Together with this great turn within the farm industry in Argentina, the toy industry began a golden era of industrialization and mass production. Toys are a reflection of reality, and at that time, our rural country side was growing at an extraordinary rate, positioning Argentina very well in the world.
Many of the most important toy factories such as Duravit, Mataraso, Saxo, Buby and even Muky made farm toys or farm related toys.
Sigomec was the main producer of John Deere inspired toys, but not the only one. John Deere tractors were made in all scales and sizes, using all sorts of materials from die cast to plastic. We have been able to find John Deere scale reproductions made out of resin as well as popular home made versions of the original tractor made out of handy materials by parents and grown ups for the family youngest members.
Given the role they played in several generations' childhood and due to the fact that we're talking about the early days of Argentina's toy industry all toys related to this period are an "excellent find" for any Farm toy collector. This period from the 50's to the 70's are known as the vintage period for any collector.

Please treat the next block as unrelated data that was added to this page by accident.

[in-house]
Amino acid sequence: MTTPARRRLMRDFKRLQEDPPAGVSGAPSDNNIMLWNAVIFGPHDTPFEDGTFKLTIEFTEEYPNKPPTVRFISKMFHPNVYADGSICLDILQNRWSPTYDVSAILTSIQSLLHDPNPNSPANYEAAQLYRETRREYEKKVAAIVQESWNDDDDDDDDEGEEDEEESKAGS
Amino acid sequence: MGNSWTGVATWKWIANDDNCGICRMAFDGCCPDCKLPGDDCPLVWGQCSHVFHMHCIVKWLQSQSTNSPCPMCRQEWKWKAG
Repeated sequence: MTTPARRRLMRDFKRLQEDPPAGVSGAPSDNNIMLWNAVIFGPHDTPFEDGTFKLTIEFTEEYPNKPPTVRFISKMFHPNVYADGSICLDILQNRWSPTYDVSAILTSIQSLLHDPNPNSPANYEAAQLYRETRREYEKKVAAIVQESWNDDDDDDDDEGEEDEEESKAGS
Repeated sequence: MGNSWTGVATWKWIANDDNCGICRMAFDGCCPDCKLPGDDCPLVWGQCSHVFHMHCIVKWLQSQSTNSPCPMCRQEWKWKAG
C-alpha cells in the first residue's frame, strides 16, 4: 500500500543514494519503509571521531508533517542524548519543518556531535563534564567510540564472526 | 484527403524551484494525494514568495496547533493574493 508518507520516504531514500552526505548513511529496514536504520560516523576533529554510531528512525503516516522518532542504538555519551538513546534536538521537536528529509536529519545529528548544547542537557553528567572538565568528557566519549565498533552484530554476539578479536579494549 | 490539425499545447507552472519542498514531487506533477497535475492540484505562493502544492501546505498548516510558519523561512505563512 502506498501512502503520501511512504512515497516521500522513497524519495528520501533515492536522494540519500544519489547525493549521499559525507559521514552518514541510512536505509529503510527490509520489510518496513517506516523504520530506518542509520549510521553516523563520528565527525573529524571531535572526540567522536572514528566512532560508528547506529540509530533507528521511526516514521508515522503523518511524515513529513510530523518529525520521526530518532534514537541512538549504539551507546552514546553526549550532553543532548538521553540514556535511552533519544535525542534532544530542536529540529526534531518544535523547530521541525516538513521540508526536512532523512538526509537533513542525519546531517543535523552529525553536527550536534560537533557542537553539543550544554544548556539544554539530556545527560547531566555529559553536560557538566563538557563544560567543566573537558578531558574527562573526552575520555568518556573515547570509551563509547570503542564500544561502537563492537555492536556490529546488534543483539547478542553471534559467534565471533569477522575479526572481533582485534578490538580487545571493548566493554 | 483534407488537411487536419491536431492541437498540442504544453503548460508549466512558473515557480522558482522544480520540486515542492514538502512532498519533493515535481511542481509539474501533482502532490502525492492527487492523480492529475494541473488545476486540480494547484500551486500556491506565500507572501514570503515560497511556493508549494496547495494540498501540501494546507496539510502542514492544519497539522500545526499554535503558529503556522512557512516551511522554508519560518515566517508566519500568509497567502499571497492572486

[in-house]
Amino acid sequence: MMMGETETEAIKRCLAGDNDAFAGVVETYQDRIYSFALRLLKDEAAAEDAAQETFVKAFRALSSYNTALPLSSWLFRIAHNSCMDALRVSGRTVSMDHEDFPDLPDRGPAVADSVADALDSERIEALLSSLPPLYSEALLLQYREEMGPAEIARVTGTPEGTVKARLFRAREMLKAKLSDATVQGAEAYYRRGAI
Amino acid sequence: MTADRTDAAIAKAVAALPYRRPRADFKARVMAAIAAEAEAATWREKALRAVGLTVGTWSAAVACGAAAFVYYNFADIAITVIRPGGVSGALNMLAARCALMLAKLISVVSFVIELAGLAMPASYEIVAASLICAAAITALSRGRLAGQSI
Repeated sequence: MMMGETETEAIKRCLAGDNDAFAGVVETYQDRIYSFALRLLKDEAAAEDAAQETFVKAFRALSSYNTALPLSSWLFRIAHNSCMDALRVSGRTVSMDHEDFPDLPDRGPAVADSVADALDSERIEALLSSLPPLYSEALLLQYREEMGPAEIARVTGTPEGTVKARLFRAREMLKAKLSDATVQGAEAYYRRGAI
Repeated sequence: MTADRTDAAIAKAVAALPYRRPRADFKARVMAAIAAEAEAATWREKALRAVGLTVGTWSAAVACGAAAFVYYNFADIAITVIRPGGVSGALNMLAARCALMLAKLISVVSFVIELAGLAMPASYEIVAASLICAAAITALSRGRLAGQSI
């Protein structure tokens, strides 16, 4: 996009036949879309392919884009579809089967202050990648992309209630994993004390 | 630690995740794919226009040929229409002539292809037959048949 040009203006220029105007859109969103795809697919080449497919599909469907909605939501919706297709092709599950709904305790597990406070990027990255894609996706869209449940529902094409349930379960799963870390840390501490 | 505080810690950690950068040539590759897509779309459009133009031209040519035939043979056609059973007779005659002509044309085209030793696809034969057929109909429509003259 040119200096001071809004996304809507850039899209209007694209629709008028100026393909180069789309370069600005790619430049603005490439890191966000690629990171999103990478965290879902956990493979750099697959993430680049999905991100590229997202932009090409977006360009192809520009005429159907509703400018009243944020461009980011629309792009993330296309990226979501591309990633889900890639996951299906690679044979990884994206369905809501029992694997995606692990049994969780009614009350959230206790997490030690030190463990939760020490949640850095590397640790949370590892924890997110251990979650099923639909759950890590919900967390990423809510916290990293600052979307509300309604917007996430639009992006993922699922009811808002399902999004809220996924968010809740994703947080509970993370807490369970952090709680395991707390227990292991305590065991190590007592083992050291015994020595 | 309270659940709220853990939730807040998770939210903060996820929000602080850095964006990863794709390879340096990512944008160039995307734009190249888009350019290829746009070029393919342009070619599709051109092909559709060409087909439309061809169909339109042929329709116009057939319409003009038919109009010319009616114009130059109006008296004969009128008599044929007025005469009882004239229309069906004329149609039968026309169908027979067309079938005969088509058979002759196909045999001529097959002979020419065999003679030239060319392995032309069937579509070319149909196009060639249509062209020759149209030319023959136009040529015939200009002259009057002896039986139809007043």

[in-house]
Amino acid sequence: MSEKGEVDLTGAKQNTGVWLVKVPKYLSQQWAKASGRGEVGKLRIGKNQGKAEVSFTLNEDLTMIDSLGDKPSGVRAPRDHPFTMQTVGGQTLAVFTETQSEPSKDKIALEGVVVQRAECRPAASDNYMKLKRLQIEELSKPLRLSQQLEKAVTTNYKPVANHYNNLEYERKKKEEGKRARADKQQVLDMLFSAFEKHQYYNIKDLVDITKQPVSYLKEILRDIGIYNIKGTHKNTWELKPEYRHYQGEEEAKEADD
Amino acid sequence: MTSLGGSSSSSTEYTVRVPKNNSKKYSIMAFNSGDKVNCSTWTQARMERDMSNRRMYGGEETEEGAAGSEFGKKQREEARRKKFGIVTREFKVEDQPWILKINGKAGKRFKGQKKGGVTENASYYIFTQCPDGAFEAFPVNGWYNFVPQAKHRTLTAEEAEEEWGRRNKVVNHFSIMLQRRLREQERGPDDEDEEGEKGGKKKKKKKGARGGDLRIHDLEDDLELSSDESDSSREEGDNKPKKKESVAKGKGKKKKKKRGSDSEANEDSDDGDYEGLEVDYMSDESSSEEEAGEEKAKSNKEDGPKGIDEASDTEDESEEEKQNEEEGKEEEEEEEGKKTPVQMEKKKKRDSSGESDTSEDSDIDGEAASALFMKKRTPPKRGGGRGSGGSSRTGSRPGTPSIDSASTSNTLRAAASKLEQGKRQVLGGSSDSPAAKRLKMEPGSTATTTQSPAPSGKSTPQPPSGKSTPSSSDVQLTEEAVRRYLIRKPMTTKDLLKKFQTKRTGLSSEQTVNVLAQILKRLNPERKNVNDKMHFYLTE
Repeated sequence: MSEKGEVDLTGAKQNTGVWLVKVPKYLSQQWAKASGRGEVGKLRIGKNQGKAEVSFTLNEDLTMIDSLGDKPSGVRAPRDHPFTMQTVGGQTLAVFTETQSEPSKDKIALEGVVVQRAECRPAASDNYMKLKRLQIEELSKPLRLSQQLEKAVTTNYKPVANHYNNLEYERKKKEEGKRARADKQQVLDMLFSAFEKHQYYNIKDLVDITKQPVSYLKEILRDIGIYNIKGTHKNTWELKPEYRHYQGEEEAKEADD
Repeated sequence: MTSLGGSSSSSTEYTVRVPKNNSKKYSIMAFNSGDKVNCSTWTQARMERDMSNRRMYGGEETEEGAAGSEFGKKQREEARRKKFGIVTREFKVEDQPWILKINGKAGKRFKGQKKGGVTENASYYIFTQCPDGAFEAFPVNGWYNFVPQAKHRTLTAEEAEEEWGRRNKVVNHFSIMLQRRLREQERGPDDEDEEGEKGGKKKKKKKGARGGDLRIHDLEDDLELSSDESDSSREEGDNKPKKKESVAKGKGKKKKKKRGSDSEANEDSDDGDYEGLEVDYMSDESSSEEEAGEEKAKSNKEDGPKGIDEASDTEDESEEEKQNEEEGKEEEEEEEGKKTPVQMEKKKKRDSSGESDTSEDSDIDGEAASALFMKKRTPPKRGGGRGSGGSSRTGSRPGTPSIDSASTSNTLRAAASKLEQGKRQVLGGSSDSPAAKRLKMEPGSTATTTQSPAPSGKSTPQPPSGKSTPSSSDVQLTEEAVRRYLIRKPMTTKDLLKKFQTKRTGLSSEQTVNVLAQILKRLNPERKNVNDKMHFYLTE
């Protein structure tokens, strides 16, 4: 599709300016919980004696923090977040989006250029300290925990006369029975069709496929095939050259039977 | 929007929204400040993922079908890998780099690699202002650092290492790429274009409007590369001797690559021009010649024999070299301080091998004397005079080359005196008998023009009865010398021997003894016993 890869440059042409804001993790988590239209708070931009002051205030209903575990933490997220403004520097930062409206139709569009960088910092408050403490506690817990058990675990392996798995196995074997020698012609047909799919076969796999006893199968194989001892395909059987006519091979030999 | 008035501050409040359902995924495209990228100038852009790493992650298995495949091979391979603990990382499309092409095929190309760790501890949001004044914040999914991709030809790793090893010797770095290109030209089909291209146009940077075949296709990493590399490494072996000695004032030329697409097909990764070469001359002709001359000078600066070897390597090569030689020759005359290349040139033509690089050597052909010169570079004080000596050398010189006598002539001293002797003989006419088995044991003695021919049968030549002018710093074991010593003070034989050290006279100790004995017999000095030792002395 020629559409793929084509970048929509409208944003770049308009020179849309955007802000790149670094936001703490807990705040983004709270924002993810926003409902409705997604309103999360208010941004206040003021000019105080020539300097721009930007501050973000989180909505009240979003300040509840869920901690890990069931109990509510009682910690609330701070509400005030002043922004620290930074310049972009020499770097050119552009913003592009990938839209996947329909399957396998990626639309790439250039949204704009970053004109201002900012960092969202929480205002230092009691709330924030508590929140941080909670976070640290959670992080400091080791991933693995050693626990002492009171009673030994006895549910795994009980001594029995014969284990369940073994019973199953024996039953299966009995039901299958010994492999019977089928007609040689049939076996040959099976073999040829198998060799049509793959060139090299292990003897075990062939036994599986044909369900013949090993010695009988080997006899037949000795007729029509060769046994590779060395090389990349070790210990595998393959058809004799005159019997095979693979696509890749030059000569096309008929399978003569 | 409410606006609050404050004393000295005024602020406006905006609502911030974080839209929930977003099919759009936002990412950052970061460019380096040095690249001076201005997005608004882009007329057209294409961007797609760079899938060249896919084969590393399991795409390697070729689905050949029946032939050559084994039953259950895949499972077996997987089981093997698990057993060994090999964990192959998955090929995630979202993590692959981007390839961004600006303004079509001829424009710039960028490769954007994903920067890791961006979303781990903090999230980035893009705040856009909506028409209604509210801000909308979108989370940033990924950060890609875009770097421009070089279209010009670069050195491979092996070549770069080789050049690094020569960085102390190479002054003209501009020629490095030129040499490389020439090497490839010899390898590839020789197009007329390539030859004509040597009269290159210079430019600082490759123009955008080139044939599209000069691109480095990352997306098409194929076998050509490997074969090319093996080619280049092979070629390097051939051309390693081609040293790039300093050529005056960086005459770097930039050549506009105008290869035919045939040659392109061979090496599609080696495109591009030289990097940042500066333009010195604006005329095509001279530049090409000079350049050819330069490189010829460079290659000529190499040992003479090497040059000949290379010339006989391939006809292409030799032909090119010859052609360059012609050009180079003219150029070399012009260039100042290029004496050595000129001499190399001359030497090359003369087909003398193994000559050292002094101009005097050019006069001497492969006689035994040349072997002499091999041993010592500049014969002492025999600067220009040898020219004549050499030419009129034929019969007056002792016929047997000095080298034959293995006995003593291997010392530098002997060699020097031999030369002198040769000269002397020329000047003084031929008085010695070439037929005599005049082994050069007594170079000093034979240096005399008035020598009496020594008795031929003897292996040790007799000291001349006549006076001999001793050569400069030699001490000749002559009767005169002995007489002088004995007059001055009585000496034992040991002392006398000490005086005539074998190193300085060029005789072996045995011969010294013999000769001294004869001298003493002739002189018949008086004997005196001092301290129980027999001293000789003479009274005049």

So if you are interested in Tractors or any Art to Antiques, and you are travelling to Argentina please feel free to email us…….. and what about Collectibles and just to mention some like Advertising, Advertising Art, Architectural, Art Deco, Auto Parts, Badges, Banks, Beswick, Bottle, Bottle Openers, Bronze, Button, Calendars, Candy Containers, Carnival Glass, Chandeliers, Christmas, Coca Cola, Corkscrews, Elvis Presley, Ethnic Art, Ethnic Toys, Fans, Fishing, Fishing Reels, Folk Art, Francisco Adaro, Furniture, Lamps and lightning items, the wild 60's and 70's, Garden Furnishing, Girl Scout, Glass Art, Glass Contemporary, Golf, Halloween, Inkwells, Insulators, Ivory, Japanese Woodblock Prints, Jewellery, Judaic, Kitchen, Knife, Lamps, Lighters, Lightning Rod , Majolica, Match Holders, Medical, Motorcycles, Music, Napkin Rings, Nautical, Netsuke’s, Nutcrackers, Paintings, Liberato Spisso, born Buenos Aires, Argentina. 14 March 1903, Portrait Artist, Viski, Jean ( Janos ) 1891 - 1961, Old Car, Paper, Paperweights, Pens, Pencils, Pencil Sharpeners, Pepsi Cola, Perfume Bottles, Pewter, Phonographs, Photography, Postcards, Posters, Prints, Radio, Railroad , Records, Steam Tractor, Scientific Instruments, Sewing, Sheet Music, Silver, Souvenirs, Sports, Stero Cards, Stereoscopes, Telephones, Television, Tools, Toys, "The Buenos Aires Toy Museum. Argentina", or a Tractor, Typewriters, Watch, Weapons, Weather Vanes, Wood Carvings, Wooden, World's Fair, to say Vito Campanella. Please feel free to contact Flor Rodriquez by emailing her: Email: Flor Rodriguez. or Bob Frassinetti: For more information: Email: Bob Frassinetti. Press here to go back to web blog:Daily Updates on Art, Antiques, Collectibles as well as travel information for Buenos Aires, Argentina. Phone me thru Skype, ID: Bob Frassinetti or you can also chat with me thru Yahoo, press here: Yahoo Contact Find me on MySpace and be my friend!